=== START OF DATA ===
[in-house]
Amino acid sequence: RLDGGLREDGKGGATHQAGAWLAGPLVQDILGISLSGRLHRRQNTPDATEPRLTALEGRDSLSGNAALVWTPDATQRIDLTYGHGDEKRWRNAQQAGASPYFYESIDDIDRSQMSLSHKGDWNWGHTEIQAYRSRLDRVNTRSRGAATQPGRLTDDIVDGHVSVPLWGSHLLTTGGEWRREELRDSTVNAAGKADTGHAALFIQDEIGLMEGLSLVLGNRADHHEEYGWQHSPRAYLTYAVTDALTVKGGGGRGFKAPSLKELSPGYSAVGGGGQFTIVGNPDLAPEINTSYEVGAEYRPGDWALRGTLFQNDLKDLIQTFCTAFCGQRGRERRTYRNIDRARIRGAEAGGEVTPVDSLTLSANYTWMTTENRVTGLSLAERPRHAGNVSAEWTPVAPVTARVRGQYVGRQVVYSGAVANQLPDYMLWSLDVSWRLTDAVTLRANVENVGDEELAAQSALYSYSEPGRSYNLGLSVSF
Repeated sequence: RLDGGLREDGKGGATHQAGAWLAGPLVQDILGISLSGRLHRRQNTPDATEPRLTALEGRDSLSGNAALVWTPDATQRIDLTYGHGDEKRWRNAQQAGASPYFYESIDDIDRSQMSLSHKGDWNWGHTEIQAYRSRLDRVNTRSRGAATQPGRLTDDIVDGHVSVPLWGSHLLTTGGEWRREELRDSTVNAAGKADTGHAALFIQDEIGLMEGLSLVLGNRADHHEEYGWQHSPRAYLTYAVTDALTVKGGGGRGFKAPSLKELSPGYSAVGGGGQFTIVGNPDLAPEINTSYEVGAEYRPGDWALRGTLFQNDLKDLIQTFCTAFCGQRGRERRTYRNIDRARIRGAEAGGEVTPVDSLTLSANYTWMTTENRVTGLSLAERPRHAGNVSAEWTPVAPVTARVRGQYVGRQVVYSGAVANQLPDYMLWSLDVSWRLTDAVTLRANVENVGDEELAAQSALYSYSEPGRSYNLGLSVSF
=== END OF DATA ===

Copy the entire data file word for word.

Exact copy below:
[in-house]
Amino acid sequence: RLDGGLREDGKGGATHQAGAWLAGPLVQDILGISLSGRLHRRQNTPDATEPRLTALEGRDSLSGNAALVWTPDATQRIDLTYGHGDEKRWRNAQQAGASPYFYESIDDIDRSQMSLSHKGDWNWGHTEIQAYRSRLDRVNTRSRGAATQPGRLTDDIVDGHVSVPLWGSHLLTTGGEWRREELRDSTVNAAGKADTGHAALFIQDEIGLMEGLSLVLGNRADHHEEYGWQHSPRAYLTYAVTDALTVKGGGGRGFKAPSLKELSPGYSAVGGGGQFTIVGNPDLAPEINTSYEVGAEYRPGDWALRGTLFQNDLKDLIQTFCTAFCGQRGRERRTYRNIDRARIRGAEAGGEVTPVDSLTLSANYTWMTTENRVTGLSLAERPRHAGNVSAEWTPVAPVTARVRGQYVGRQVVYSGAVANQLPDYMLWSLDVSWRLTDAVTLRANVENVGDEELAAQSALYSYSEPGRSYNLGLSVSF
Repeated sequence: RLDGGLREDGKGGATHQAGAWLAGPLVQDILGISLSGRLHRRQNTPDATEPRLTALEGRDSLSGNAALVWTPDATQRIDLTYGHGDEKRWRNAQQAGASPYFYESIDDIDRSQMSLSHKGDWNWGHTEIQAYRSRLDRVNTRSRGAATQPGRLTDDIVDGHVSVPLWGSHLLTTGGEWRREELRDSTVNAAGKADTGHAALFIQDEIGLMEGLSLVLGNRADHHEEYGWQHSPRAYLTYAVTDALTVKGGGGRGFKAPSLKELSPGYSAVGGGGQFTIVGNPDLAPEINTSYEVGAEYRPGDWALRGTLFQNDLKDLIQTFCTAFCGQRGRERRTYRNIDRARIRGAEAGGEVTPVDSLTLSANYTWMTTENRVTGLSLAERPRHAGNVSAEWTPVAPVTARVRGQYVGRQVVYSGAVANQLPDYMLWSLDVSWRLTDAVTLRANVENVGDEELAAQSALYSYSEPGRSYNLGLSVSF